So far, the damage to Tory popularity has been heavy—although few believe it is permanent. Last month, Environics Research Group Ltd. reported that Tory support had fallen to 33 per cent among decided voters, compared with 45 per cent for the Liberals and 17 per cent for the NDP. “They have done a lot of things in a lot of areas and that alarms a lot of people,” notes pollster Donna Dasko. “But I am surprised their support is not down in the 20s— which tells me they have a reasonable chance of winning the next election.”
In a poll released this week, Angus Reid Group Inc. reported that the Tories have the support of 35 per cent of decided voters—compared with 42 per cent for the Liberals and 16 per cent for the NDP. But senior vicepresident John Wright points out that fully 61 per cent of the respondents maintain that the Conservatives have put Ontario “on the right track.” To Wright, that indicates that many voters “like where they are going but they don’t like how they are getting there: they don’t like confrontation.”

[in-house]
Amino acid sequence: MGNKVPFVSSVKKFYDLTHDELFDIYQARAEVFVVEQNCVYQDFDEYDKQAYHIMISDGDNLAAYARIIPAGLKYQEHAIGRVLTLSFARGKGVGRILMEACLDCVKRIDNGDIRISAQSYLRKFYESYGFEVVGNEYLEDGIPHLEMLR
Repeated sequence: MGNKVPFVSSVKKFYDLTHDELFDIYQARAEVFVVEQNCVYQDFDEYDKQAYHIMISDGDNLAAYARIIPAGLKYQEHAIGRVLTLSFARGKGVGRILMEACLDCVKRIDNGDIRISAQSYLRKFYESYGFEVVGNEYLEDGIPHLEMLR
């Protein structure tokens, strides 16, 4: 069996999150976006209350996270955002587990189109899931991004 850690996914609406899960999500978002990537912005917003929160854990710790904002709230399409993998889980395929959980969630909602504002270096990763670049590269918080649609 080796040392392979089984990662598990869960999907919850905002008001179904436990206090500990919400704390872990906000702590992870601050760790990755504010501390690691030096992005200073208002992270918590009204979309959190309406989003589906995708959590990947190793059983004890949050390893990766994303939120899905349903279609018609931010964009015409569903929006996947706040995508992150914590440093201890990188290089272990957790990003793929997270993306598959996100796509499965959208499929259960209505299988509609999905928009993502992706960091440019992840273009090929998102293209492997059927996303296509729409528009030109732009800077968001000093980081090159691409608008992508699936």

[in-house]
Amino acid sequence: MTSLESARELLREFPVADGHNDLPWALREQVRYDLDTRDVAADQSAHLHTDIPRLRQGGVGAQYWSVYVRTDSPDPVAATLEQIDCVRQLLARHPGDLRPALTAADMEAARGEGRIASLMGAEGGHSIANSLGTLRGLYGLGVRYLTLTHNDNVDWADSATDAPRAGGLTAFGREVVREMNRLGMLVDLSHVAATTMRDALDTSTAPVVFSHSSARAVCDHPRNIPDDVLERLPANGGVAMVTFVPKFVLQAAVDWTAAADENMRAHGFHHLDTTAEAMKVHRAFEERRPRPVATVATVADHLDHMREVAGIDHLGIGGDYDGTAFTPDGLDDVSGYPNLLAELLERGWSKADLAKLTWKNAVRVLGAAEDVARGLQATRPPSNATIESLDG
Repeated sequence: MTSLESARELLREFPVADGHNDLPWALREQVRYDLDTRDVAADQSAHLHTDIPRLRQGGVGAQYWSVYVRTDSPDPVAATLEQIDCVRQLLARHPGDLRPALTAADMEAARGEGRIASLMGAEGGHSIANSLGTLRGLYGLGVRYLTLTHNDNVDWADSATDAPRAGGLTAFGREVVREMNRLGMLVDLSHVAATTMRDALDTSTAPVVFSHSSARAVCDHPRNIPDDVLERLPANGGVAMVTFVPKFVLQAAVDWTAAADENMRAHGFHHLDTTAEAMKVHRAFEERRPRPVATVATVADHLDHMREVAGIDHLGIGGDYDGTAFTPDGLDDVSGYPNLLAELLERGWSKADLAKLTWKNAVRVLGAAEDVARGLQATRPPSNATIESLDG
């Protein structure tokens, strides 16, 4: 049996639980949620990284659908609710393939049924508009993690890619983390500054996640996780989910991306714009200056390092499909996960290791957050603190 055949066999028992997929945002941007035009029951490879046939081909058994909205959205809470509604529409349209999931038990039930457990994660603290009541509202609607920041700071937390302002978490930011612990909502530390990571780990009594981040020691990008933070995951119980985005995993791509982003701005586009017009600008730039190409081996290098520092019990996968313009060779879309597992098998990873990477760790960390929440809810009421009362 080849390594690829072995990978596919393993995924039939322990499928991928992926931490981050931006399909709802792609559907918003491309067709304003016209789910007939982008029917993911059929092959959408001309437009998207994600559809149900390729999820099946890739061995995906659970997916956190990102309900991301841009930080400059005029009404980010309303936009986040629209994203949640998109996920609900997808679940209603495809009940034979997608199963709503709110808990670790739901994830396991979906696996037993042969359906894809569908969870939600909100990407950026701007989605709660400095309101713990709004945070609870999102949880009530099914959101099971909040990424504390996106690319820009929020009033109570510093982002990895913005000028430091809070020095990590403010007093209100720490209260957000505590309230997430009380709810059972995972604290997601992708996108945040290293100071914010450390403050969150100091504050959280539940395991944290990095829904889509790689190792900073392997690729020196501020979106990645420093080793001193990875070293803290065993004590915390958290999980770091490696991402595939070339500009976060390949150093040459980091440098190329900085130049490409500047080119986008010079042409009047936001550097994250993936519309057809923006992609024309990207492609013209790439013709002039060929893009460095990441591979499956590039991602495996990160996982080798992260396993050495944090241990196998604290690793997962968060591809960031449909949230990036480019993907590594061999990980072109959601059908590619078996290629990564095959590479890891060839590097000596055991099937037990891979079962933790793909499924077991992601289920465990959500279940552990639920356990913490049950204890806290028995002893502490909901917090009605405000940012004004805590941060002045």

The Tories’ difficulty is that the protests against their newest wave of proposals have barely begun. Their most damaging problem is their approach to health care: senior party officials privately admit that the government bungled when it announced hospital closures without adequate reassurances that health care would not suffer. Over the next two years, 25 out of 210 hospitals will close, including 11 of 44 Toronto institutions—and many voters fear that medical help will not be available when they need it.